Sarah Kellogg / KUAR

Sarah was drawn towards radio reporting her freshman year in college at the University of Missouri in Columbia, where she already knew she wanted to be a journalist. Throughout her junior and senior years, Sarah reported and produced stories for KBIA, the NPR member station in Columbia. She received her bachelor’s of journalism in Radio/Television reporting with an emphasis on radio.

Immediately after graduation, she wanted to get more experience in political reporting so she went back to Mizzou for her master’s in public affairs reporting, where she spent her final semester as the Missouri statehouse reporter for KBIA.

Now in Arkansas, Sarah is putting that master’s degree to use, covering the statehouse for KUAR. When she’s not in the newsroom, she’s normally watching a lot of movies, hanging out with her cats and trying out new recipes.


Newsroom: 501-683-7400

On today's show, we speak with Arkansas Secretary of Commerce Mike Preston about the state of the Pandemic Unemployment Assistance program after the passage of a third federal stimulus bill. Plus, we learn about a number of bills making their way through the Arkansas legislature, including a proposal that would allow college-level athletes to make money off of their name, voice, signature, photograph or likeness. And, we head to southwest Benton County where the Northwest Arkansas Land Trust is preserving three parcels of land in historic Springtown.

Before heading to a brief recess for the rest of the week, the Arkansas House tried to override the governor’s veto of Senate Bill 301. The bill would return fines to businesses that violated COVID-19 public health guidelines. The Senate voted in favor of a veto Monday, but the House did not garner enough votes Tuesday.

Courtesy / University of Arkansas

A bill that would allow college-level student athletes in Arkansas to make money off of their name, voice, signature, photograph or likeness passed its first legislative hurdle this week. On Tuesday, the House Education Committee by a voice vote, with no dissenting votes heard, approved House Bill 1671, which would create the "Student-Athlete Publicity Rights Act."

On today's show, we learn about a University of Arkansas tour organized by students that explores the Black experience on campus. Plus, we have analysis of Arkansas Sen. Jim Hendren's decision to leave the Republican Party to become an Independent. And, we head to Pea Ridge where several thousand households and businesses lost their natural gas supply in the midst of back-to-back winter storms.

Courtesy / Arkansas Senate

A bill that would ban nearly all abortions in Arkansas is on its way to the House after passing the Arkansas Senate on Monday. Senate Bill 6, sponsored by Sen. Jason Rapert, R-Conway, states abortions would only be allowed to save the life of the mother and makes no exceptions for instances of rape or incest. The bill now heads to the House Public Health, Welfare and Labor Committee.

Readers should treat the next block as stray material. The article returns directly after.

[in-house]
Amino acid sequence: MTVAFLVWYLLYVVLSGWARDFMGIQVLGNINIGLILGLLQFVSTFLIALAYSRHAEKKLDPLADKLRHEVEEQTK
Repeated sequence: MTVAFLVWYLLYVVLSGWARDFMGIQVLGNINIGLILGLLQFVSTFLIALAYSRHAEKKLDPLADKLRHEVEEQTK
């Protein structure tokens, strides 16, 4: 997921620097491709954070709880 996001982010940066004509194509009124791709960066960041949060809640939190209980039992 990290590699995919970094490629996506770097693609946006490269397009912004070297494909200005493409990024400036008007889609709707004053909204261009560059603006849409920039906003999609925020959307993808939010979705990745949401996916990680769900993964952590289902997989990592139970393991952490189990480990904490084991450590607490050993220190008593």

Ozarks at Large for Tuesday, January 12, 2021

Jan 12, 2021

On today's show, we have information about how to apply for the Low Income Home Energy Assistance Program at community action agencies across the state as the pandemic continues to impact people's incomes. Plus, we have a recap of what happened during the first day of the Arkansas Regular Legislative Session in Little Rock. And, we tell you about a new podcast that focuses on Northwest Arkansas's Marshallese community.

Courtesy / Arkansas Legislature

On the first day of the Arkansas Legislative Session, Rep. Stephanie Flowers, a Democrat from Pine Bluff, suggested an update to a rule requiring face coverings. She proposed an amendment penalizing anyone who fails to wear one at all times by docking per diem payments. The amendment was rejected on a voice vote.

On today's show, we speak with local bar owners about a lawsuit filed against state officials after the governor extended an 11 p.m. curfew on establishments that have on-premise alcohol permits. Plus, the 93rd General Assembly convenes today in Little Rock, so we take a look at COVID-19 protective measures being taken at the Arkansas Capitol and the bills that have already been filed by lawmakers. And, we hear about this weekend's Saturday Series at the Shiloh Museum of Ozark History, which will focus on an Ozark folk artist.

Courtesy / Sarah Kellogg / KUAR News

The Regular Session of the 93rd General Assembly convenes today. Lawmakers have already filed bills on topics ranging from abortion to hate crimes. Sarah Kellogg, with our content partner KUAR, speaks with AP reporter Andrew Demillo to learn what we can expect from the 2021 session.

As the number of coronavirus cases in the state continues to rise, those involved with political petitions are finding it difficult to gather signatures. We hear from Melissa Fults, the executive director of Arkansans for Cannabis Reform, which is behind the Arkansas Adult Use Cannabis Amendment, about the challenges.